Warner Brothers Records, 1981
REVIEW BY: Christopher Thelen
ORIGINALLY PUBLISHED: 03/03/1998
[READ THIS FIRST.]
Throughout his entire career, Prince has remained an enigma -- undoubtedly this is exactly the way he planned it. One minute singing about wanting to get parallel with a member of the opposite sex, the next worshipping God, the next minute kicking into some genre that you wouldn't expect him to even touch, Prince's eclectic tastes have worked both for and against him.
I had planned on reviewing Prince's latest release Crystal Ball, but I drained the Pierce Archives Acquisition & Budweiser Fund holding an Irish wake for Harry Caray. So, once the hangover cleared up, it was back into the Archives, carefully stepping over the occasional drunk that had crashed for the night, and out with Prince's 1981 release Controversy.
In one sense, the title of this album could have been Prince's answer to his critics after appearing on the cover of his last album Dirty Mind wearing only a coat, black briefs and a smile. This album also bore witness to the "conception" of PRince's backing band The Revolution; members Lisa Coleman, Matt Fink and Bobby "Z" make guest appearances on this album. (If memory serves me right, this marked the first time Prince utilized outside musicians on any of his projects - please e-mail me if I am wrong.)
The title track is a definite nod to the worlds of funk rock and dance music, though the sparse arrangement of the track leaves it crying out for more. It's still a really good track, though one wonders why Prince worked in a recital of "The Lord's Prayer" during one of the bridges. (Then again, I guess I should just remember the name of the song - that could explain things.)
As risque as the title may seem, "Sexuality" is really a pretty mild - and, at times, funny - track. But the action gets pretty hot and sticky just one track later, on the soul-laced "Do Me, Baby" - a track which can only be truly appreciated through headphones. Prince has always been an expert on forming mental pictures with the asides in his songs, and this cut is no exception - it almost distracts from a good musical performance, and I don't think that was the goal.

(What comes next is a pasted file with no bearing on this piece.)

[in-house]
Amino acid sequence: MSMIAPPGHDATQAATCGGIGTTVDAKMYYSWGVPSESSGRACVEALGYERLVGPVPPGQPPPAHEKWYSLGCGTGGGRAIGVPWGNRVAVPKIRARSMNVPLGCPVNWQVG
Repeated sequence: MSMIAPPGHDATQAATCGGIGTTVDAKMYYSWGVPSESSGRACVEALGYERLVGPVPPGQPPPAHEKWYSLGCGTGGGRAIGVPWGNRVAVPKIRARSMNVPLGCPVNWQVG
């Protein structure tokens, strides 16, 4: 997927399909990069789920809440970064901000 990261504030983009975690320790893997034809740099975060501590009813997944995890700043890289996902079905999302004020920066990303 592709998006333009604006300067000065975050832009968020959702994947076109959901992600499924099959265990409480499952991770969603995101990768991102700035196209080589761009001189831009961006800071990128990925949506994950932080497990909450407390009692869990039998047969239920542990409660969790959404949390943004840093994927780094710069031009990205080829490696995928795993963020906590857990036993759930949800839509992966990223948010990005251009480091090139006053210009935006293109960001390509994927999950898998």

The second half of Controversy is the most confusing - three of the five tracks I'm truly at a loss to explain. "Ronnie Talk To Russia" is a short slab of funk rock that is one of the few times I've heard Prince get political - good thing, too, 'cause this track really is a throw-away. The closing basket of funk, "Jack U Off," is another one which isn't as bad as the PMRC would have wanted us to believe it was, and is another song whose inclusion is questionable. The third, "Annie Christian,"... what is this track supposed to be about?
The remaining two songs, "Private Joy" and "Let's Work," are just as good as anything on the first side of the album, and are worth checking out. "Let's Work" is one of the finer moments of funk Prince had provided to that point in his career.
If anything, Controversy was the bridge between his funk/soul days and his quickly-approaching dance-rock days of intense popularity. No doubt this shift confused some of Prince's earliest fans, but looking at it 17 years later, it almost seems like a natural shift, as have many of Prince's genre shifts over the years.
Controversy isn't as scandalous as we've been led to believe, and it has some confusing moments on it, but it is still an enjoyable way to whittle away 40 minutes, and will please fans of Prince. Even if you're not a big fan, it's worth checking out - it might just start you on the road to all things of the Purple One.